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Stories from the Maze War 30 Year Retrospective
Jim Guyton's Story of Maze at Xerox (Alto and Star)

Jim Guyton's Story of Maze at Xerox (Alto and Star)

In 1976 I was working as an IBM 370 systems programmer at RAND when several of my coworkers left to go work on some odd sounding "office automation" project at Xerox.  I interviewed with Xerox at about the same time, but wound up working at RAND for several more months before eventually following them to Xerox.  The "office automation" project was STAR, and all the initial development was done on Xerox Altos with 3-megabit ethernets.

While I was still at RAND, a friend of mine -- Mike Wahrman -- visited some friends of his at MIT and played a game there called Mazewar that ran on their PDP-10 and Imlac computers.

The Imlac PDS-1, was the closest thing to a "workstation" in those days.  It was a vector display-list graphics station that was fully programmable.  The general purpose CPU had an instruction set very similar to a PDP-8, but it shared memory with a graphics processor that continuously looped over commands in a display-list to refresh what was on the screen.  Imlacs typically had 8K-16K bytes of memory for the entire system, and communicated with a host over a normal terminal (RS232) line.

Mike came back very enthusiastic about how much fun the game was to play, and had some ideas about how to improve the playability of the game.

By the time I eventually went to work for Xerox, Mike and I were well aware of the wonderful features of the Xerox Alto and 3-mbit ethernet, which seemed like they were designed as being *perfect* for Mazewar!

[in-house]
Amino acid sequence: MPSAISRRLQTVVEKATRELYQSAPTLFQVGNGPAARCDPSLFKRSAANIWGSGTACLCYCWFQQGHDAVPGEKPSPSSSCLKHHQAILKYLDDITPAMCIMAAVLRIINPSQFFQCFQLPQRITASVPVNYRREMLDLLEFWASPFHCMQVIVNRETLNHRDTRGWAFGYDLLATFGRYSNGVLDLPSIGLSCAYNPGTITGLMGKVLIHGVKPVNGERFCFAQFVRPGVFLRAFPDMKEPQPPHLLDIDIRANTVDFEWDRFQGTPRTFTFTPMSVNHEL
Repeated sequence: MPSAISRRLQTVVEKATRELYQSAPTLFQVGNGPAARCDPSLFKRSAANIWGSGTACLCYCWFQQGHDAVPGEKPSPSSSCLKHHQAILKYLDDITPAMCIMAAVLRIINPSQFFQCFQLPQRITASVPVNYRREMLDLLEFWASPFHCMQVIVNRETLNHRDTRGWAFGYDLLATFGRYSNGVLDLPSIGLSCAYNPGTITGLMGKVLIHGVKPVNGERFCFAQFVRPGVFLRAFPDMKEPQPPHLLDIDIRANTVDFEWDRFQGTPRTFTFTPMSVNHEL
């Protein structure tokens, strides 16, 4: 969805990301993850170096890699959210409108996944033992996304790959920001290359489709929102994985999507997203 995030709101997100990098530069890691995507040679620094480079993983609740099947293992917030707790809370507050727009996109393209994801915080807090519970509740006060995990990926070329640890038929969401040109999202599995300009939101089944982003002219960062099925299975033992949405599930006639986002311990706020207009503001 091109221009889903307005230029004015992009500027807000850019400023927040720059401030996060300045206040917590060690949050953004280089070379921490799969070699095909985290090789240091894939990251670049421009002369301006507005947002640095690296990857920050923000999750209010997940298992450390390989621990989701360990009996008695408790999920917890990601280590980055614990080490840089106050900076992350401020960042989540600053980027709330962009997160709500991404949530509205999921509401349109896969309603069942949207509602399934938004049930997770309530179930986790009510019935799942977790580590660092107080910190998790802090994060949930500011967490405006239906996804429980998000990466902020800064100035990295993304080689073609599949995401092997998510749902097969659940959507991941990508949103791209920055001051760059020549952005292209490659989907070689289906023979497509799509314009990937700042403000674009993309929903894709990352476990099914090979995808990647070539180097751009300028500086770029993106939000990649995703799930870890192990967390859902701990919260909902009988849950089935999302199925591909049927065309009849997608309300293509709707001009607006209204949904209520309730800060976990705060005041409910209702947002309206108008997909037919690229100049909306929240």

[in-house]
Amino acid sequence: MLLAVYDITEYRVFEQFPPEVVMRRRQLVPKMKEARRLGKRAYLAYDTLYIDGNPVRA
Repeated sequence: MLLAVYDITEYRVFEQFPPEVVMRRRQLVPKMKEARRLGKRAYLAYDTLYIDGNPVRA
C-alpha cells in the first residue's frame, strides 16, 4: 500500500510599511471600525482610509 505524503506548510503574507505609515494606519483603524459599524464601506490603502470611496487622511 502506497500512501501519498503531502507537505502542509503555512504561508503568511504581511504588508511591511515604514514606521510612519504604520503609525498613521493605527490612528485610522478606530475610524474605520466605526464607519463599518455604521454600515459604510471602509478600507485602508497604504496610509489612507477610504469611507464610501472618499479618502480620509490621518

Mike (still at RAND) was able to get a copy of the PDP-10 and Imlac source from his friends, and he and I had several late-night design sessions working on the packet-based protocol for the game and the initial 3D graphics rendering code.  Mike had recently completed a 3D graphics course at UCLA and was very familar with all the (new to me) matrix math needed to render the views.

I had done a lot of Imlac programming when I was in college, and Mike and I had both worked a fair amount on the PDP-10s on the Arpanet, so we weren't daunted by the prospect of porting the game to something else.

Over the next year I spent a lot of nights working on getting Mazewar running.  In particular, performance was an enormous problem.  Unlike the Imlac's vector display list, the Alto had a bitmap raster display.  The general purpose 3D routines were fully functional, but much too slow.

Then one day Mike and I noticed that if we placed the player in the very center of a cell, then all the lines would be vertical, horizontal or a relatively simple 45 degrees.  And the maze was small enough that we could precompute the visible vectors at each position/view combination and replace all the 3D routines with simple table lookups.  After adding double-buffering to hide the work of the screen updates, the display took on the feel of really being inside the maze.